Under the provisions of Article 3102 of the statutes, no candidate for the office of district attorney is entitled to have his name go on the official ballot at the general election in November, as the nominee of the democratic party, unless, in the primary election held by that party, he receive a majority of the votes cast for all the candidates for said nomination. The allegations of the plaintiff's petition show that the plaintiff, as candidate for the nomination for district attorney, did not receive such a majority in either the July or the August primary election. Regardless, therefore, of whether Braley is eligible or not, the plaintiff cannot be declared the democratic nominee for that office. For notwithstanding a candidate be ineligible to the office he seeks, and thereby disqualified to be nominated therefor, and is known by the voters to be so, the votes cast for him must be taken into account in determining whether or not his opponent has received a majority of the votes cast. McCrary on Elections (4th Ed.), Sec. 330; 20 C. J., p. 207, and authorities cited in footnote 43.
The petition, therefore, fails to show that the plaintiff has a legal right, distinct from the general public of which he is a member, which will be affected by the certification of Braley as the democratic nominee for district attorney, or by the printing of his name, as such, on the official ballot at the general election in November. The plaintiff, as an individual, is not shown to have a justiciable interest in the matter. He, therefore, is not entitled to maintain this suit unless authorized to do so under that provision of Article 2929 of the statutes now to be noticed. A portion of that article provides in effect that the district court shall have authority to issue writs of injunction at the suit of "any voter," to restrain the placing of the name of an ineligible candidate upon the official ballot at any general or special election. Under the facts of this case and though Braley be ineligible as alleged, the certification of his name as the democratic nominee, and the placing of his name on the ballot at the general election, are matters of public concern exclusively. Such being the case, any suit in respect of those matters must be prosecuted by the state. Staples v. State, 112 Tex. 61, 245 S.W. 639. Whatever be the true import of the statutory provision just referred to, that provision cannot have effect to invest the plaintiff, simply because he is a voter, with the authority to maintain this suit. The Constitution does not permit this to be done. It is said in the case just cited that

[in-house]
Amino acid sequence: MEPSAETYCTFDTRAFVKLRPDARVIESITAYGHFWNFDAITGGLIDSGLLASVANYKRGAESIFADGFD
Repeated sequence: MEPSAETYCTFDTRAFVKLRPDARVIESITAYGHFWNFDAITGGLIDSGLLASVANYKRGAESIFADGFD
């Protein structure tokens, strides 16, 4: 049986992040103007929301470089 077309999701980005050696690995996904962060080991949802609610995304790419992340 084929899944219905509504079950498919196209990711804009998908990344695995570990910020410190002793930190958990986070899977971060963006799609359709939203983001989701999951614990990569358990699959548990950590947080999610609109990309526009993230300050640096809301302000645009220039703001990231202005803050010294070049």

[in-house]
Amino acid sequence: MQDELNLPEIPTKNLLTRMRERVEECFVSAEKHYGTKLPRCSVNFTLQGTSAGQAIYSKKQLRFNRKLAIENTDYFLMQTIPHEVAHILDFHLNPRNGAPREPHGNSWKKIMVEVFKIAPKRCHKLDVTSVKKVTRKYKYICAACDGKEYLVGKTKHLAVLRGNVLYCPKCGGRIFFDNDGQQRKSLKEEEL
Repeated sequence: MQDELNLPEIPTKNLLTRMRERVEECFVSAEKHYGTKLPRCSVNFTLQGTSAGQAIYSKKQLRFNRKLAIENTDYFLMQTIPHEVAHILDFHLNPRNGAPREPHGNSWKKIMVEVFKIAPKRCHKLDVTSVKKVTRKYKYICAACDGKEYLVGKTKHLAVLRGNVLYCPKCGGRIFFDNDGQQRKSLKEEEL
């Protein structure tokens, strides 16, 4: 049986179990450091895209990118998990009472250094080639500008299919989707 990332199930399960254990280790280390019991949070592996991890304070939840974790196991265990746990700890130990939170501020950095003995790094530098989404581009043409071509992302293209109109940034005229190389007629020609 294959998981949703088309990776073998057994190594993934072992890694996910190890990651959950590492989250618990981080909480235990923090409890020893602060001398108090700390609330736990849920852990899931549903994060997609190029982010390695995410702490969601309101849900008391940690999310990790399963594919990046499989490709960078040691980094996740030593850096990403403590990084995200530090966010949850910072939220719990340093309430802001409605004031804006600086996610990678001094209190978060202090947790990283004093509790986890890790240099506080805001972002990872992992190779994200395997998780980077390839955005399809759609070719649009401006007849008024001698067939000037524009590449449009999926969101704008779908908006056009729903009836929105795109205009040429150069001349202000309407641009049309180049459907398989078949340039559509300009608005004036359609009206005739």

"It is necessary for the state to be a party where the action is for the benefit of the public at large, though growing out of a primary election. The statute cannot confer a right upon private individuals to act for all where it is shown they have no interest different from all other."
The Constitution provides that the county attorney shall represent the State in all cases in the district court. By other constitutional provisions the Legislature is authorized to impose that duty on the attorney general, and, in prescribed circumstances, upon the district attorney. See State Constitution, Art. V, Sec. 21; Art. IV, Sec. 22. These constitutional provisions mark the limits of legislative authority to prescribe who shall represent the State and control its interests in a lawsuit in the District Court. The Legislature is impliedly restrained from conferring such duty and responsibility on the individual citizen. Maud v. Terrell, 109 Tex. 97, 200 S.W. 375. The plaintiff, therefore, has no authority to maintain this suit, as a voter, independently of a public official who is properly clothed with that authority.
We recommend that the sixth certified question be answered "No."
The opinion of the Commission of Appeals answering the certified question is adopted and ordered certified.
C. M. Cureton, Chief Justice.